It’s a phrase I recall learning early in my childhood. ” Do one thing every day that scares you”. Those words of Eleanor Roosevelt, for whatever reason, sunk in and took hold. I am not sure why, but if I would have to guess, maybe I recognized the value of challenging myself on a daily basis.
Even though my resolution for this year is too eat healthy. But I am going to also try to live by the above quote. Do I think I will be able to live by this rule every day of 2017? If I am going to be honest, HELL NO!!! But I am going to try to apply it to my life as often as possible.
We all now that fear comes in many forms. Spiders, heights, and death can cause hearts to race faster and faces to cringe, but there are more subtle fears that can inspire with just as much power. For me, these include rejection, commitment, speaking up, meeting new people, uncertainty of the future. Some of the things that I do on a regular basis don’t induce a palpable fear response in my body quite, the same way that they do for others, but other things, like confrontation, can cause an all out panic attack in me.
Fear is a great motivator for day-to-day actions. Consider some of the things you avoid on a daily basis… parallel parking, phone calls, mental math, telling your boss that you deserve a raise. It’s easy to claim you simply don’t have the energy to do such things. Or that you simple are not capable. But I’d argue that behind your aversion is fear. It could be fear of failure or fear of success, fear of the unknown. And maybe you’re not ready to break those habits, and maybe you never will be.
But if a small part of you wants to do all of those little things without thinking twice, give it a shot. The purpose of this exercise is to transform yourself. To conquer those small fears, and therefore increasing your control and empowerment. It’s a means to ward of stagnation in your habits, to push your own limits of comfort and security. By living this type of life, we will impose fewer self-imposed limits.
In doing one thing every day that scares me, I am not looking to illicit terror, sweats, or a state of panic. What I aim to do is to conquer a small challenges. And in doing so gain a fractional amount of self-confidence and satisfaction.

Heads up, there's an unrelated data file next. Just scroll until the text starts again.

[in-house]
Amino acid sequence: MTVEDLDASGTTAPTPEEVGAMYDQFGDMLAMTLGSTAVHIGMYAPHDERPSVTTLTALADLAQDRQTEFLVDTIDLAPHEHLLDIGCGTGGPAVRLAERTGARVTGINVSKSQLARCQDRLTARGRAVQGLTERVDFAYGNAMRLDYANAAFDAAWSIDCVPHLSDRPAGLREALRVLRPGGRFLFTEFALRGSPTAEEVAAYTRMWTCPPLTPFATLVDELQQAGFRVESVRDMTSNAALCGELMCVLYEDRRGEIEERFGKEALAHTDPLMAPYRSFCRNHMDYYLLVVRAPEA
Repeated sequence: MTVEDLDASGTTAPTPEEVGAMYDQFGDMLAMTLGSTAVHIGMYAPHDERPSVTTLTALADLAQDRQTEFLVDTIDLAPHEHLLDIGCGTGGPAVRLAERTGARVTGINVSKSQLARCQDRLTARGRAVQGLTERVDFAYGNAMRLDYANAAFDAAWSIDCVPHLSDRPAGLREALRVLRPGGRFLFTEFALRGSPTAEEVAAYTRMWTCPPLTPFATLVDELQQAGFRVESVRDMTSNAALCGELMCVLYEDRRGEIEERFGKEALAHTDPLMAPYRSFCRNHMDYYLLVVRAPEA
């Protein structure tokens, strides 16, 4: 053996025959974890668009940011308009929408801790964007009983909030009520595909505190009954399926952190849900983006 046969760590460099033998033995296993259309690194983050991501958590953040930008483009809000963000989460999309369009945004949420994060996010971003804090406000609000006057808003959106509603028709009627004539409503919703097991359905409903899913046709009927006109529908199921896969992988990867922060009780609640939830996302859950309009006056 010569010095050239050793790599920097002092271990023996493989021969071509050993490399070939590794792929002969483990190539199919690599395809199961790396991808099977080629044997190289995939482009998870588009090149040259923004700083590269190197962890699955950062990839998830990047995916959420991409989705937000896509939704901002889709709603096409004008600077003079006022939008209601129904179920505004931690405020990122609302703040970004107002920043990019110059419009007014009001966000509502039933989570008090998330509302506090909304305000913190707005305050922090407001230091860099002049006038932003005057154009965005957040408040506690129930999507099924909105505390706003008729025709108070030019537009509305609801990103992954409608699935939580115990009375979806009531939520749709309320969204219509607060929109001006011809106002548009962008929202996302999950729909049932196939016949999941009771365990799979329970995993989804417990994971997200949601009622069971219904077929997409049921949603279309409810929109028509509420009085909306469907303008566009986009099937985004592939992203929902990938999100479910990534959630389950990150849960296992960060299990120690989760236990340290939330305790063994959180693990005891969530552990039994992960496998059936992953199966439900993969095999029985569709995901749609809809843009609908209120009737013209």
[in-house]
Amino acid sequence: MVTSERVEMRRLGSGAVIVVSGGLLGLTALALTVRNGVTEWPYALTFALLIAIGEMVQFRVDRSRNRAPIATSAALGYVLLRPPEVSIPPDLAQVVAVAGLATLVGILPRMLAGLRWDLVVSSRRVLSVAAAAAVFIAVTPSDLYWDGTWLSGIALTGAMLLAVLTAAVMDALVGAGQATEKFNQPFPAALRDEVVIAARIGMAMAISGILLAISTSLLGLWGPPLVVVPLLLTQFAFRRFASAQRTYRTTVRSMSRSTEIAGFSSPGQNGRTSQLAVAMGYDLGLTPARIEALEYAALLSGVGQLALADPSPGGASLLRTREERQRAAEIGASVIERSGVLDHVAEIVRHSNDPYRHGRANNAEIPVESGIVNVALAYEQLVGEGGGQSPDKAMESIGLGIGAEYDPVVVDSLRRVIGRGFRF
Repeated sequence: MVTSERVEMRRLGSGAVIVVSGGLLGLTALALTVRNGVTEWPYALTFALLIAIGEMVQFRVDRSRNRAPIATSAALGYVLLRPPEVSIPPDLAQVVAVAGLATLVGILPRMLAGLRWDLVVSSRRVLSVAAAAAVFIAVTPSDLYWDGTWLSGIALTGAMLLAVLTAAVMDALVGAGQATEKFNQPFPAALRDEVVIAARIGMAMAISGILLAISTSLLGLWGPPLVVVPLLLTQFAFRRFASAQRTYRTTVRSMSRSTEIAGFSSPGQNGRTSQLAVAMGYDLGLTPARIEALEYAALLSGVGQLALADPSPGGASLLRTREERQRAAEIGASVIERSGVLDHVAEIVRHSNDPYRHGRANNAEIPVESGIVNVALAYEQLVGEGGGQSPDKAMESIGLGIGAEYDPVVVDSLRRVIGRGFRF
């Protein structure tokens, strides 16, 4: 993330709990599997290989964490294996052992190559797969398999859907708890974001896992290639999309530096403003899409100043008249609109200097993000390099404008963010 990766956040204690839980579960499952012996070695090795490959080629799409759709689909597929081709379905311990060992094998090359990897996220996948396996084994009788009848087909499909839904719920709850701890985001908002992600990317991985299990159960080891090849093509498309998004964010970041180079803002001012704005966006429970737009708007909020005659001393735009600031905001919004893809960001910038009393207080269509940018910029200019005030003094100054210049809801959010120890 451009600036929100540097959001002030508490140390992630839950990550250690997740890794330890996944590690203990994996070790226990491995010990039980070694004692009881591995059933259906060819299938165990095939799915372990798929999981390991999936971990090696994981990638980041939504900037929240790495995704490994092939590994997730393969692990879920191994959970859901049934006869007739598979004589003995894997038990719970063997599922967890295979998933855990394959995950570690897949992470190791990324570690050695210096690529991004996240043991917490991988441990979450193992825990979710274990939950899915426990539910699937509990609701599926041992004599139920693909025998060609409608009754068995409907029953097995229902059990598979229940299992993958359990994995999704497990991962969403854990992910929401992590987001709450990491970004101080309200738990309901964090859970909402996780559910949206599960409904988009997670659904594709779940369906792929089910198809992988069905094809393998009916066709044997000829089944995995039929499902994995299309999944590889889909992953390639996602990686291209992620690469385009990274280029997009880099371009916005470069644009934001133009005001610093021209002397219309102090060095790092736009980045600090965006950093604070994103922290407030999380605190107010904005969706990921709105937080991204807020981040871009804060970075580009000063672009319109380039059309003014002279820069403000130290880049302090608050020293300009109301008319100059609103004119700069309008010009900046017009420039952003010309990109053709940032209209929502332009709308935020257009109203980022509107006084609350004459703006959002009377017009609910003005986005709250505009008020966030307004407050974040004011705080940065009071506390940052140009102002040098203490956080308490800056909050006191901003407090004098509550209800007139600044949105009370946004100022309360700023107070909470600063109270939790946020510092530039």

So what on earth am I planning to do? Well I am glad you asked. Here’s an example. I find that when I’m in public places, I see strangers, whom I admire certain qualities. They may have great humor, grace, wit, physical attractiveness or the intelligence. A comment such as, “you’re hilarious!” is easy for me. However, telling them honest that, “I’m drawn to your personality and I’d like to be friends with you” is, for me, a whole different ball game. When I do muster up the pugnacity to do it, I know it will give me a deep thrill. A little high. Maybe they look at me like I just sprouted a third ear, but it’s not their receptiveness that matters – it’s the way I feel after doing something that I’d normally shy away from. It feels great.
Oftentimes the source of fear is obscured, and the biggest barrier in overcoming it is acknowledging that maybe our perceived threats are larger in our minds. Now hear me out. What do you really have to lose by requesting a promotion you feel you deserve? If anything, any boss worth their stuff will respect your gumption even if they can’t grant your request. Doing one thing every day that scares you is not about the outcome, it’s about the process.
I’ve realized that this mantra does not have to be interpreted literally. It was an idea floating around in my mind for many years before I tried to make a habit of it. But training your mind to consider things that you normally balk at is a great first step.
Change a tire on your car, so when you really need to, you’ll know how. Ride the elevator. Get up at the bar and do karaoke! (There’s always someone worse than you). Pitch a crazy idea. Wear those ridiculous pink tiger leggings with gold chains to Zumba class. Be brave. Have courage. Let these tiny accomplishments build up your reserves for when you face the big guns.